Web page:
Are You Managing Your Competitors or Are They Managing You?

By John Manderfeld President, Marin Management Inc. | May 06, 2010

Can you really manage your competition? Well, you can certainly manage your competitive relations and the impact your competitors have on your business. And, in good times and bad, there are ways for you to always come out on top.

Start by being realistic about who your competition is. Too often we like to flatter ourselves by imagining that we directly compete with hotels far more luxurious and packed full of more services than our own. A guideline that I use is that if a nearby hotel's rates are usually within 30% of mine-higher or lower-they are a direct competitor. And that means I need to treat them as a competitor.

Here's how with seven ways to manage the competition:

1. Build strong relationships with your competitors. Know that your competitors are not your enemies. In fact, they can be your best friends and your most active source of customers. Other hotels can send you more customers than any other single source. Treat your competitors with respect and consideration. Don't fight over the small things.

I knew a hotel executive who did not talk to a competitor for years over one hiring an employee from the other (and a couple even less important issues). The result: thousands of lost room nights from referrals.

Building strong business relationships is more than just an occasional friendly telephone call or lunch. Do something with the leaders of your competing hotels-go to a ballgame, entertain them for dinner or play a round of golf. Let's face it, when you cannot accommodate a single guest or a large group, you refer the business to someone you like.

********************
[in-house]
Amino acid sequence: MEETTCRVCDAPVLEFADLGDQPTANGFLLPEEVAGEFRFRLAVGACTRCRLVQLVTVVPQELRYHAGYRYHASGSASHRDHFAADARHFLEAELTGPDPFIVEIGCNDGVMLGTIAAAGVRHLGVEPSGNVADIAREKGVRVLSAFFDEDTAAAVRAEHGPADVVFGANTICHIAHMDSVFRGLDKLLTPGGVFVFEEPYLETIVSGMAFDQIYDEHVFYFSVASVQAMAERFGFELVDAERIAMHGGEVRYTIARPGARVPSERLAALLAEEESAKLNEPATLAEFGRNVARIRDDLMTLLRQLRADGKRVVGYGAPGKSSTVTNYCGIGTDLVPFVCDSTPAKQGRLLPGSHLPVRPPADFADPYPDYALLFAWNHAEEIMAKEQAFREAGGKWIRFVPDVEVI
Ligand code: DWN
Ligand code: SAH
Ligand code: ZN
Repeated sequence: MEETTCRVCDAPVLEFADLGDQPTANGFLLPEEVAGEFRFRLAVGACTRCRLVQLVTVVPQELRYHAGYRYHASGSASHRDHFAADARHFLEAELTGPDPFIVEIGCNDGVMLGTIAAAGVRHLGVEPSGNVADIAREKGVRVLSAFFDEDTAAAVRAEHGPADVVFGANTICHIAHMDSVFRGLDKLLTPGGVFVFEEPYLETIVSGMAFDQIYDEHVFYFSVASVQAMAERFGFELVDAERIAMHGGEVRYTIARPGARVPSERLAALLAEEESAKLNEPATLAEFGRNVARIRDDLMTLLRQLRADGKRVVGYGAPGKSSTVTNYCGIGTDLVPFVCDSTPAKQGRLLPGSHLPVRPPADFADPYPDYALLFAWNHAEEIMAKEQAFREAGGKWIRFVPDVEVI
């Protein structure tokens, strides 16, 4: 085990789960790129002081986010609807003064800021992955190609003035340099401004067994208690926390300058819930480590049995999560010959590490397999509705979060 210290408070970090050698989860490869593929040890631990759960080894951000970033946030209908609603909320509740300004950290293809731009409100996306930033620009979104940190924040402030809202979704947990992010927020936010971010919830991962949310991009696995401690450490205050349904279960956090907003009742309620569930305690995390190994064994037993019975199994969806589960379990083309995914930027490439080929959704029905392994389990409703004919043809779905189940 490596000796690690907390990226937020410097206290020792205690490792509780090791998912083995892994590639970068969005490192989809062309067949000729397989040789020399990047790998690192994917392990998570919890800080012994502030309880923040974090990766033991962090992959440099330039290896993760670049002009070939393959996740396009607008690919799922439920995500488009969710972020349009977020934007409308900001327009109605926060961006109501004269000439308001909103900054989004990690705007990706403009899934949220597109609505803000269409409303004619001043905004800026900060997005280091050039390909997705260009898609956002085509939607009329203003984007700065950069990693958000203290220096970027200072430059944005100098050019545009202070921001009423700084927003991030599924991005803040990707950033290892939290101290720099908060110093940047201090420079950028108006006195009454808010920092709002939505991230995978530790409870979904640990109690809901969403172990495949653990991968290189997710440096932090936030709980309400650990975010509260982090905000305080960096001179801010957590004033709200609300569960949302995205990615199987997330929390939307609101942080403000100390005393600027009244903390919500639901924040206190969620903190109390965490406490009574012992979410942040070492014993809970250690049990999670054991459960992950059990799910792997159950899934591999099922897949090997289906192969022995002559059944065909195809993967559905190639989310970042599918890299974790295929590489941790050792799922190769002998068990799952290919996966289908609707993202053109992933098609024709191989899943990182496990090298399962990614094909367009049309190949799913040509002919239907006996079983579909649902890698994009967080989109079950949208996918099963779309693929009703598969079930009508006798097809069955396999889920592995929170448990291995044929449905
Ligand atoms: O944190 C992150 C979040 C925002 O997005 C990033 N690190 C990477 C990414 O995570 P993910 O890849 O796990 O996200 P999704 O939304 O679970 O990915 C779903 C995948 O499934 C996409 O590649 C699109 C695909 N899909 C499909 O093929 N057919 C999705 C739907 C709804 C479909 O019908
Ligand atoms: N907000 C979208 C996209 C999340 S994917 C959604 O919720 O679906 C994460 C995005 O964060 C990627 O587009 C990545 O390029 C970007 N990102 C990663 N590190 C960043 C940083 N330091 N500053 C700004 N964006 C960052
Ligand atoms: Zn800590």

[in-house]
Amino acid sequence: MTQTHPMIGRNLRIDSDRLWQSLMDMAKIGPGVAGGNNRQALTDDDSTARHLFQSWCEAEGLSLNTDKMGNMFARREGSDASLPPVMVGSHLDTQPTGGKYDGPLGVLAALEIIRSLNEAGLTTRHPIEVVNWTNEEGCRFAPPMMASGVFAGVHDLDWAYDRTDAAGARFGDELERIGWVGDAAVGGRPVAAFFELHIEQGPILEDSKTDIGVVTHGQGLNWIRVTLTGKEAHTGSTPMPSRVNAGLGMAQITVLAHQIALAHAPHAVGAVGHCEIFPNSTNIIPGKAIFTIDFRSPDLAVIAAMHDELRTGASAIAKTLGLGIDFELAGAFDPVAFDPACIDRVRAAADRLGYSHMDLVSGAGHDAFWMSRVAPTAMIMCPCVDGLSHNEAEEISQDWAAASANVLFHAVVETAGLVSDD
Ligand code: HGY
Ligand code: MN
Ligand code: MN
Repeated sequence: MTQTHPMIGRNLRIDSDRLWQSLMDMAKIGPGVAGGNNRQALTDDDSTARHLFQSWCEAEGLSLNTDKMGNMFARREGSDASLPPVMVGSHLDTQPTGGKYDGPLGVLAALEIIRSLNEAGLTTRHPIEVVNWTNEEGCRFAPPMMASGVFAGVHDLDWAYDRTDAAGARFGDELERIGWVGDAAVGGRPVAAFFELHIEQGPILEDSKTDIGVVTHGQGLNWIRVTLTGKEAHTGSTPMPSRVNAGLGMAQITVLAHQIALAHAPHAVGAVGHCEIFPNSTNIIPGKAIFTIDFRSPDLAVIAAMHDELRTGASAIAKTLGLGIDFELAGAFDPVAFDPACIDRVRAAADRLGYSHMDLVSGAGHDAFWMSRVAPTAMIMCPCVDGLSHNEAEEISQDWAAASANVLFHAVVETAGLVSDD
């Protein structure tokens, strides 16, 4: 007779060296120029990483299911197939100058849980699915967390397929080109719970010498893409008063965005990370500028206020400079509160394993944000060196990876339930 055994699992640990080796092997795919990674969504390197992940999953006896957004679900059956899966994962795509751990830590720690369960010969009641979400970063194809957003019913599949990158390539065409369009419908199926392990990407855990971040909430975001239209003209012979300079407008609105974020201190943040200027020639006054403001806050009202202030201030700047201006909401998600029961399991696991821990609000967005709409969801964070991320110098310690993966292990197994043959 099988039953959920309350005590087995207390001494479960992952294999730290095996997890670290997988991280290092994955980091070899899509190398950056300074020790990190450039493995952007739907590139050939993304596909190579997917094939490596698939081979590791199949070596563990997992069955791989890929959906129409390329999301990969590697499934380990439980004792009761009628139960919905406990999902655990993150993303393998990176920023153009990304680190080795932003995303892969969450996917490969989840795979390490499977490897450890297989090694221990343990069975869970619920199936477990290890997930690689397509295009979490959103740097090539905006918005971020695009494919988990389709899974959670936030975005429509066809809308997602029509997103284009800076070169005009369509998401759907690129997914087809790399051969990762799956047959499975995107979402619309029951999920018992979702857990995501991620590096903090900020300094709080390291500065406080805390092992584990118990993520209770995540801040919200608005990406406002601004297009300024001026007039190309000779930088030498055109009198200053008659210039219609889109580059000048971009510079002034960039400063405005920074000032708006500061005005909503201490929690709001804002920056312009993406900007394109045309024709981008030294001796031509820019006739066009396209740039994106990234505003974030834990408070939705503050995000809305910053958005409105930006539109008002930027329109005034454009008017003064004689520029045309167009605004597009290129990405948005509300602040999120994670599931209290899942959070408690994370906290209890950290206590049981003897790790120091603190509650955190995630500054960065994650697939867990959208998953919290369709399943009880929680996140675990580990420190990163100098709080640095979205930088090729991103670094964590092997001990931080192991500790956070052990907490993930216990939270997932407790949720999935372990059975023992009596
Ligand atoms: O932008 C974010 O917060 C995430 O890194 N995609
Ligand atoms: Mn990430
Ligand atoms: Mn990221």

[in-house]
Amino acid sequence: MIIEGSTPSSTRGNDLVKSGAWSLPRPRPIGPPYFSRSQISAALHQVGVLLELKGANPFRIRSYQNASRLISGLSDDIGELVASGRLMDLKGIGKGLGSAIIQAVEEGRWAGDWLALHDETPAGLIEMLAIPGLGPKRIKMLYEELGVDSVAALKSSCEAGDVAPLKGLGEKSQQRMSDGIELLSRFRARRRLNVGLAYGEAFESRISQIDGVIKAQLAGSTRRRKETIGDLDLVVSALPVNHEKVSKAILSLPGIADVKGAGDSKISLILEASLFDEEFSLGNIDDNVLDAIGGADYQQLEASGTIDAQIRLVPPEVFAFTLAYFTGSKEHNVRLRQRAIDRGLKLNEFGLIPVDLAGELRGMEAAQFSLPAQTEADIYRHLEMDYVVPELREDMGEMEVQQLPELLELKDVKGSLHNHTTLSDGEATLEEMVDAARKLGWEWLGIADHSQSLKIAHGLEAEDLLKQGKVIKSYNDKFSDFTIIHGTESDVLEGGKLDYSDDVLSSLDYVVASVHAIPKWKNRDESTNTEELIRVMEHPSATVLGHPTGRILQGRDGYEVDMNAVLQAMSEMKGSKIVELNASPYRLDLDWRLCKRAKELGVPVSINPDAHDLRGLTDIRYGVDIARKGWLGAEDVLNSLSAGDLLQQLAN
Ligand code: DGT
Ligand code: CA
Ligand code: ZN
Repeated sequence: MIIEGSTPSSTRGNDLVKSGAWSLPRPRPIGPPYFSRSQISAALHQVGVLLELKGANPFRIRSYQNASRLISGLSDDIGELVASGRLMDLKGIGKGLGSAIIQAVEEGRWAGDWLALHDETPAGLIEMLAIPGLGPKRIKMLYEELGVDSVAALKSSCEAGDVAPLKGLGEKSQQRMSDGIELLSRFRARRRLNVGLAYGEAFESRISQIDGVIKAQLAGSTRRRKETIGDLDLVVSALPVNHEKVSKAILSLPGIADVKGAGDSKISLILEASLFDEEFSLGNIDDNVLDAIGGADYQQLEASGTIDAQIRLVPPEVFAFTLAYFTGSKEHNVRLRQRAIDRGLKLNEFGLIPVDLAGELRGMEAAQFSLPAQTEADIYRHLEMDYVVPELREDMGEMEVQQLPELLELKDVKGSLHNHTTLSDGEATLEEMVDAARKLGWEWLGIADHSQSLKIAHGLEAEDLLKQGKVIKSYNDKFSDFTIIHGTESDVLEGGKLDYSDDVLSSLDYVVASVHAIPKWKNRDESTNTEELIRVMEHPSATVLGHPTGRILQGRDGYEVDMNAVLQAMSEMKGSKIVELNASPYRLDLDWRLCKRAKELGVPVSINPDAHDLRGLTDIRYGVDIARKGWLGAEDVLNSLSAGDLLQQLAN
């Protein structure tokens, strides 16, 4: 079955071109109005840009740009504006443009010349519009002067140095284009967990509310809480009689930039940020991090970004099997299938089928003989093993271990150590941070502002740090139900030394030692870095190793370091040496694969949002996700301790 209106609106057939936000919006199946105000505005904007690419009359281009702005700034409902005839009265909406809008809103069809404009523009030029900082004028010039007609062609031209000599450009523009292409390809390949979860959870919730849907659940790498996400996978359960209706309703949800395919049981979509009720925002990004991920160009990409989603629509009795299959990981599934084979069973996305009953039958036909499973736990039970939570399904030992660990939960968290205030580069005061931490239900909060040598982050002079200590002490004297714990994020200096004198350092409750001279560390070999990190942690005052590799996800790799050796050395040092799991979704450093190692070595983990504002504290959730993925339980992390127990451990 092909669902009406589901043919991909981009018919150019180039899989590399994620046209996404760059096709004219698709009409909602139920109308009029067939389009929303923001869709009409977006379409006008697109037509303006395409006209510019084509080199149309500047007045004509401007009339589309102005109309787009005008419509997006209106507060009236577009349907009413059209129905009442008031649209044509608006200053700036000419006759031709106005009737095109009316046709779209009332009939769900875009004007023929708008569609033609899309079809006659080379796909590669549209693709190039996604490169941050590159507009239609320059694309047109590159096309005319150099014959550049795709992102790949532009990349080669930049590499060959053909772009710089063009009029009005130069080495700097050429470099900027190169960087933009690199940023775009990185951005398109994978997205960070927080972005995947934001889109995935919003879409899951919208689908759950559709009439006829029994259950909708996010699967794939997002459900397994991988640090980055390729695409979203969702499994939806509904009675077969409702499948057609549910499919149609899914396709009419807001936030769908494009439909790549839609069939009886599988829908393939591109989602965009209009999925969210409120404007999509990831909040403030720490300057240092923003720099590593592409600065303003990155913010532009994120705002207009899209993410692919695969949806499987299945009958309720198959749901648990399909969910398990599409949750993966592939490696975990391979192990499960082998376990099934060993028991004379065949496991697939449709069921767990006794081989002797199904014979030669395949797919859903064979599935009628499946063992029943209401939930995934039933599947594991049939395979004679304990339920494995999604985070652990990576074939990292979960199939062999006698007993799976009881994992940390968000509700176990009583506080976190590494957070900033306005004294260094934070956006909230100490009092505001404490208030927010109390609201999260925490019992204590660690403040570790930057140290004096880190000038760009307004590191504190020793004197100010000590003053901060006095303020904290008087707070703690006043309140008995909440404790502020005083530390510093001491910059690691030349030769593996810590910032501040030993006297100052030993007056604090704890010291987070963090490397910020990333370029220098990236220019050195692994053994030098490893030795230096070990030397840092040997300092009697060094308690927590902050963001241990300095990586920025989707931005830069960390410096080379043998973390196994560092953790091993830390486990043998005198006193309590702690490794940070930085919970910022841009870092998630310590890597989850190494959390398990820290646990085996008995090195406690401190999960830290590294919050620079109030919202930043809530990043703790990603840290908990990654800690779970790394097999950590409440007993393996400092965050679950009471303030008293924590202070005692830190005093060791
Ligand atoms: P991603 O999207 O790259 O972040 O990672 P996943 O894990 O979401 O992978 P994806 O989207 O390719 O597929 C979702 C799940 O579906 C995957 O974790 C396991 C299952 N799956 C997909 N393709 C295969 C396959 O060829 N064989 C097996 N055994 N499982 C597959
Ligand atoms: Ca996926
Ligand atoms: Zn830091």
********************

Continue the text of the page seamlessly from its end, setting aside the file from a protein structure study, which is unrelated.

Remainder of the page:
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Eco-Friendly Practices: Corporate Social Responsibility

The hotel industry has undertaken a long-term effort to build more responsible and socially conscious businesses. What began with small efforts to reduce waste - such as paperless checkouts and refillable soap dispensers - has evolved into an international movement toward implementing sustainable development practices. In addition to establishing themselves as good corporate citizens, adopting eco-friendly practices is sound business for hotels. According to a recent report from Deloitte, 95% of business travelers believe the hotel industry should be undertaking “green” initiatives, and Millennials are twice as likely to support brands with strong management of environmental and social issues. Given these conclusions, hotels are continuing to innovate in the areas of environmental sustainability. For example, one leading hotel chain has designed special elevators that collect kinetic energy from the moving lift and in the process, they have reduced their energy consumption by 50%  over conventional elevators. Also, they installed an advanced air conditioning system which employs a magnetic mechanical system that makes them more energy efficient. Other hotels are installing Intelligent Building Systems which monitor and control temperatures in rooms, common areas and swimming pools, as well as ventilation and cold water systems. Some hotels are installing Electric Vehicle charging stations, planting rooftop gardens, implementing stringent recycling programs, and insisting on the use of biodegradable materials. Another trend is the creation of Green Teams within a hotel's operation that are tasked to implement earth-friendly practices and manage budgets for green projects. Some hotels have even gone so far as to curtail or eliminate room service, believing that keeping the kitchen open 24/7 isn't terribly sustainable. The May issue of the Hotel Business Review will document what some hotels are doing to integrate sustainable practices into their operations and how they are benefiting from them.